The Death of Lieut. Fisher—Hundreds and thousands will be called upon to mourn the loss of relatives and friends by the casualties in the battles now progressing in Virginia. This was to be expected, and although many had endeavored to so school their feelings as to be prepared for the worst, still when the tidings of the death of a beloved father, husband, son or brother reaches the ears of those who are waiting at home with throbbing hearts, there are none who are able to receive the sad intelligence of the fall of a loved one without tears and mourning. Among the deaths of those best known to us is that of Lieut. John Henry Fisher, Co. I, 138th Regiment, P.V., brother of Major B. Frank Fisher, of the Signal Corps, and son of the Rev. P.S. Fisher, of Sellersville, Bucks county.
In the summer of 1862, Lieut. Fisher was active in his exertions to raise a company for three years or the war, but he did not succeed in raising the entire number. He therefore took the men raised by him to Harrisburg, and had them incorporated into a company with a number of men raised by Capt. Feather, of Montgomery county, and were mustered into the 138th Regiment, P.V., as Company I, and have been in service since August of that year.
During the month of March last Lieut. F. obtained a short leave of absence, and reached Doylestown while his brother Captain B.F.F. was here to deliver a lecture for the benefit of the Ladies’ Aid Society. After his escape from Libby prison, the brothers met for the first time in nineteen months. The time spent together was short, as the Captain had to report at Washington the next day. Lieut. F. returned to his regiment where, as from the first, he performed all the laborious duties incumbent upon him with cheerfulness. He was a good soldier, obeying the commands of his superior officers strictly, and performing all his duties with fidelity. By his suavity and conciliatory manners he won for himself many warm friends in the regiment, and was endeared to all his companions by whom he was held in high regard, and we deeply feel and mourn his loss. Lieut. F. was born on the 23rd day of July 1842, and had not reached the years of manhood when he entered the military service of his country. He fell in the discharge of his duty, gallantly leading his men in action, on the 5th of May 1864, aged 21 years, 9 months and 13 days. He was a courageous and noble youth. But what is of far more importance, he has left that testimony behind that warrants his friends in believing that he was a God-fearing man, and endeavored to lead a Christian life, and that in his death the country lost not only a true patriot, but a Christian soldier.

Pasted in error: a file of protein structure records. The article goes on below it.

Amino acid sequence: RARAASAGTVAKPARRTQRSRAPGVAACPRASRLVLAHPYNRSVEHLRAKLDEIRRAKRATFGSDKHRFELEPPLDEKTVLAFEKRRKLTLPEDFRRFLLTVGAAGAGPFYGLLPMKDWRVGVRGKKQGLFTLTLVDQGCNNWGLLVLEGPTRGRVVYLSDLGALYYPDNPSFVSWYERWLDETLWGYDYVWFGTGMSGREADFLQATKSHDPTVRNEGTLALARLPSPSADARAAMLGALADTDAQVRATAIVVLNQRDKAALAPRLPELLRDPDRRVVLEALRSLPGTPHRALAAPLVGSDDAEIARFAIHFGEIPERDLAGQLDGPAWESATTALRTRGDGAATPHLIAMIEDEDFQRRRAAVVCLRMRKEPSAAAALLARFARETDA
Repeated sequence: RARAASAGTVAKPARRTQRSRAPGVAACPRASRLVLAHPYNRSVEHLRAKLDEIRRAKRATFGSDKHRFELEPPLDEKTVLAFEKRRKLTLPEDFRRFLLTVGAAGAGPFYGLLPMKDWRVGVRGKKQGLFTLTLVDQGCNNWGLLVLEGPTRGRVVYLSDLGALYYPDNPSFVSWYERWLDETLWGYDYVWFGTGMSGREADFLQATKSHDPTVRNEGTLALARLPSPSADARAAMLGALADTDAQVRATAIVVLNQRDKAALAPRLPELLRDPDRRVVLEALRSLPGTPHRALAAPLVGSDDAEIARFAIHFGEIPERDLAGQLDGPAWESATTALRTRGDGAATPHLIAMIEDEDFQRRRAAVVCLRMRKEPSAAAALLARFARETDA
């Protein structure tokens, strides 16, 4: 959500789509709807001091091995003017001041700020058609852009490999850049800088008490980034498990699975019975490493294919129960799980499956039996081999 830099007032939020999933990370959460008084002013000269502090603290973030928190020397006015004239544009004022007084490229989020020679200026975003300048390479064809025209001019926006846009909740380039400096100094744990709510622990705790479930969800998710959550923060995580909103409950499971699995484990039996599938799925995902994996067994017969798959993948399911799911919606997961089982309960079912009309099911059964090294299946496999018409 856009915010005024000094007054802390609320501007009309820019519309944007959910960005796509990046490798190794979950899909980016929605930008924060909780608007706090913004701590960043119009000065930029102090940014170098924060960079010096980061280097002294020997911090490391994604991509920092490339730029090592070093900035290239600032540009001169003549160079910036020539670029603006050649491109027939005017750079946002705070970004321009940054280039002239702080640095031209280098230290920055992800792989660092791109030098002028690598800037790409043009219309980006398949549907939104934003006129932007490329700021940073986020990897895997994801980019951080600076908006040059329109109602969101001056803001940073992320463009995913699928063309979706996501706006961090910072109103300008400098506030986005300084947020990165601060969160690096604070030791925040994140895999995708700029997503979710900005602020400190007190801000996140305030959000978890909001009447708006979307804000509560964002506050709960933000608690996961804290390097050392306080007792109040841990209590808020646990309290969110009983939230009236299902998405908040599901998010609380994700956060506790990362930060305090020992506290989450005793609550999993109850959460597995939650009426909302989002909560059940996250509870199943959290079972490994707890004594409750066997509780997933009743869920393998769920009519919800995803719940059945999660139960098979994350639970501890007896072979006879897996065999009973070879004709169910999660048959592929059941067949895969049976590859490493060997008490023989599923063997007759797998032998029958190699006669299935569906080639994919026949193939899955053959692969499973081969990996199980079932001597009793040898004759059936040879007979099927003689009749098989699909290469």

The following is an extract from the last letter he wrote his mother. It is an evidence of his piety.
The army is in motion. In reply to your kind letter, I am thankful that I have Christian parents to advise me in all things useful to me both in this life and to that which is to come, and I hope that your prayers as well as mine may be answered. I commit myself to Him who is the giver of all goodthings, and hope that he may guard me through this life and when death comes he may receive me in his heavenly mansions where I shall praise and glorify him through all eternity. What a consolation!
Your affectionate son. John.